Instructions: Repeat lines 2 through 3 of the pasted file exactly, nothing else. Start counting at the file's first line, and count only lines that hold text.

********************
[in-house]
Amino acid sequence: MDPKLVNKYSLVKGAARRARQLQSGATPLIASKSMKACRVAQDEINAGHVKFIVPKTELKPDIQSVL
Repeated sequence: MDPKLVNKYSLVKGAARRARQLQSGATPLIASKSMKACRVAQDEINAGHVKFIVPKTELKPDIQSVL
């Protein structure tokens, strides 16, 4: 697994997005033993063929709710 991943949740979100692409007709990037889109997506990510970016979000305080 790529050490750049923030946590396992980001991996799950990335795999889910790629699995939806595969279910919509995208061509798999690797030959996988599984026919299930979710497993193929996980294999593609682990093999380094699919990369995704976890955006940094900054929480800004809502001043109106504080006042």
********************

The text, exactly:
Amino acid sequence: MDPKLVNKYSLVKGAARRARQLQSGATPLIASKSMKACRVAQDEINAGHVKFIVPKTELKPDIQSVL
Repeated sequence: MDPKLVNKYSLVKGAARRARQLQSGATPLIASKSMKACRVAQDEINAGHVKFIVPKTELKPDIQSVL